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Posted August 8, 2009
Delin Wetherwax bears the name of a mighty northern river. Born to an American adventurer and a Russian woman kidnapped by an Alaskan native tribe, he grows up among his mother's now adopted people and learns the values of both parents - but especially those of his father. When scientific reality (as Delin unflinchingly sees it) clashes with his father's traditional Christian beliefs, Delin's childhood ends. Soon afterward he finds himself alone in a world that is changing at an incredible pace, as the 19th Century moves toward its close and science (specifically, scientists from the Smithsonian) plumbs the secrets of the wilderness that Delin calls home. One of those scientists is destined to give him the two greatest gifts of his life, in the book's fitting and touchingly written climax.
I love stories of Alaskan adventure. I also love historical epochs, and I, too, had to reconcile the perceived conflict between the traditional Christianity of my early childhood and the plain realities of science. I've owned an Alaskan malemute, and that dog spoiled me for any other breed. So I suspect I might have enjoyed this novel even if it featured wooden characters and mediocre writing - but that is far from the case. David Sakmyster writes beautifully. His characters drive the book's plot, which weaves in and out of history already familiar to me, and they grow and change as real people do. They are flawed in realistic ways, yet his heroes have nobility enough to root for and his villains are dastardly enough to hiss. He uses the Sesquat as a key plotting element, tying the tale together in an imaginative manner that pleasantly surprised me.
Great fun! Don't miss it!
--Reviewed by Nina M. Osier, author of 2005 EPPIE Winner REGS
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Posted July 10, 2014
Lol yeah I feel ya. I did a two week training for the blm here, it was three hours a day of straight paperwork and pointless talking. I considered jumping in front of a tractor lol I'm really bad for that kind of stuff, since I homeschooled the last half of high school, and every day I'm out riding, I can't sit still to save my life lolWas this review helpful? Yes NoThank you for your feedback. Report this reviewThank you, this review has been flagged.
Posted July 13, 2014
Cool. Ok then tomorow night they have to talk, either in the medicine den, or somewhere else, dlesn't matter too much. When are you leaving for the cruise which sounds super fun btwWas this review helpful? Yes NoThank you for your feedback. Report this reviewThank you, this review has been flagged.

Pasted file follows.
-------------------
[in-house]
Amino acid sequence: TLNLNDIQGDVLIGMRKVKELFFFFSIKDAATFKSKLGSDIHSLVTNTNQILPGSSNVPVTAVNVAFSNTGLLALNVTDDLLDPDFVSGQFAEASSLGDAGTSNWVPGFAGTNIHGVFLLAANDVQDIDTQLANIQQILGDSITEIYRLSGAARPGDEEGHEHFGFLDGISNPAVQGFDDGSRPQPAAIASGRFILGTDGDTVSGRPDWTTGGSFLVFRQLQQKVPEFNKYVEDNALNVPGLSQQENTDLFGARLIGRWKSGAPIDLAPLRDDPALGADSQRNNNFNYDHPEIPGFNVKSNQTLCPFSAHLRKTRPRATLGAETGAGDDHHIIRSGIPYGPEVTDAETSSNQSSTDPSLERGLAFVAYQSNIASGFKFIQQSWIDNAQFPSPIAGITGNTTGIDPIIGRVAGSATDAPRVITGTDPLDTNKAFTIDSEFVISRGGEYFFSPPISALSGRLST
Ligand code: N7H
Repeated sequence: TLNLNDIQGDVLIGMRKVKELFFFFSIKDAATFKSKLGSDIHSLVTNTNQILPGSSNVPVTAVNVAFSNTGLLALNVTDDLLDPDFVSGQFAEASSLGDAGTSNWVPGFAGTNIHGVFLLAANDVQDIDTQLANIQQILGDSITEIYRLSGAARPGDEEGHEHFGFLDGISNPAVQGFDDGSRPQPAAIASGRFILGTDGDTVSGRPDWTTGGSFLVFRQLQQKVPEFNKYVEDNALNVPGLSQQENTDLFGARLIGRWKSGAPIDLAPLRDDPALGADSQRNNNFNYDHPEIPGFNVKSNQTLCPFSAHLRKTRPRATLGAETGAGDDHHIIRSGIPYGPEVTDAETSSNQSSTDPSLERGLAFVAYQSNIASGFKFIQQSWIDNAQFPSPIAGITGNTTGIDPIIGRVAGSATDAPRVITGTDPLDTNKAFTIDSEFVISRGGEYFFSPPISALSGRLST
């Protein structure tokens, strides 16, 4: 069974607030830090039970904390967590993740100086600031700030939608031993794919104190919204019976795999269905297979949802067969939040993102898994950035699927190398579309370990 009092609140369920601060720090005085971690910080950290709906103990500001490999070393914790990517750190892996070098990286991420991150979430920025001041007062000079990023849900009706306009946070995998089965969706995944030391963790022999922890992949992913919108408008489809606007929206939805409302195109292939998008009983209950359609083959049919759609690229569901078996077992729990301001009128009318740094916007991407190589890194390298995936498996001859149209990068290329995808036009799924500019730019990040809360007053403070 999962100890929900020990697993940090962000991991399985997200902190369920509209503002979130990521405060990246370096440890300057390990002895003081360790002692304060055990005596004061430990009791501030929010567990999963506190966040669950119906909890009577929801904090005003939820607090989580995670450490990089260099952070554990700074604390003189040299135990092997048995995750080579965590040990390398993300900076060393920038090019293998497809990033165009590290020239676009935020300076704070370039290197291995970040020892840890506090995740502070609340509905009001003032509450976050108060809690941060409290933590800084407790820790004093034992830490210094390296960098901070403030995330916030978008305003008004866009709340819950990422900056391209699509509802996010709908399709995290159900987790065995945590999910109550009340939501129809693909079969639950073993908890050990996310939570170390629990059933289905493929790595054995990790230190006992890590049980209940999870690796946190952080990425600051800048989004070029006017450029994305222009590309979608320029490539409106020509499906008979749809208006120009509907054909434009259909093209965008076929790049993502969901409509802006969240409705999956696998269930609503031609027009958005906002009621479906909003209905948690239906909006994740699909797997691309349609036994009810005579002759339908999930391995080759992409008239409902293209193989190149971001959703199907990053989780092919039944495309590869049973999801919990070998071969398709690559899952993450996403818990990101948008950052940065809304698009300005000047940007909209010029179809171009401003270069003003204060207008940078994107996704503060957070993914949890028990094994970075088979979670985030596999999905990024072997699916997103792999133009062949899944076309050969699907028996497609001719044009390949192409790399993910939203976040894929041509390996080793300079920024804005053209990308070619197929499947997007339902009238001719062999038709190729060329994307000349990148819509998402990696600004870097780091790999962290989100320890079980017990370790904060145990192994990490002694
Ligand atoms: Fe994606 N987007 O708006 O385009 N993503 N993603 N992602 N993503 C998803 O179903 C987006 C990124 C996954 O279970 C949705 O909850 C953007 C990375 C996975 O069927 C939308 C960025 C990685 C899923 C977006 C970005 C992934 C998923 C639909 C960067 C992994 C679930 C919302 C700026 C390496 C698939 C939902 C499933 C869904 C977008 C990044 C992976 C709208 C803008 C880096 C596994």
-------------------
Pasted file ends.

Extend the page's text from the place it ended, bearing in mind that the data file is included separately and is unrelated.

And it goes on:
Posted July 12, 2014
Posted March 15, 2013
Name: Zann. Age: 57 moons. Mate: Thunder. Personality: during the day, he's nice amd friendly. He normally spends his night alone. He is a great fighter/hunter. History: he only tells his true friends. Pelt: black but white tail, paws and muzzle. He has a white stripe, like a badger, that goes down his headWas this review helpful? Yes NoThank you for your feedback. Report this reviewThank you, this review has been flagged.
Posted March 26, 2012
A gloriously crafted tale of adventure, Silver & Gold is a frontier story that crosses the wild events of the Gold Rush, the Boxer Rebellion, the settling of Alaska and squeezes in every ounce of ambition, hope, love & romance, revenge and heartbreak, all at a similarly frenetic pace.
Detailing the life of Delin Wetherwax, as he recounts the colourful life of his Father, Joshua, and his own formative years to his ultimate love, Eloise, the story leaps from dramatic event to thoughtful interlude and then off to another wild adventure as we see how the West and the Far North West were first discovered, and the repeated attempts to tame and exploit them. Crazy sled races with his beloved huskies, battles deep in the Silver mines of Nevada, the end of the Civil War – it’s all here in stunning array.
Against a backdrop of personal revenge – both from the mighty Sesquat’s that harbour ill will towards Delin’s family, and from his Father’s personal nemesis, the vainglorious and self-righteous Jeremiah Quitch – Delin illuminates on a heady time.
Right to the final showdown with Quitch’s similarly crazed son, Jericho, the suspense and wonder keep you turning the pages, and despite a touchingly sad ending, the whole tone of the book leaves you with a sense of the thrill of discovery, the majesty of the Yukon and Alaska, and awe at the risks men took in those pioneering days.
David has written a red-hot classic, combining the cleverly paced eye for a thriller (see the Morpheus Objective series), across a complex and delightfully described background, both in time and locations, with a moving story of Delin’s life and loves.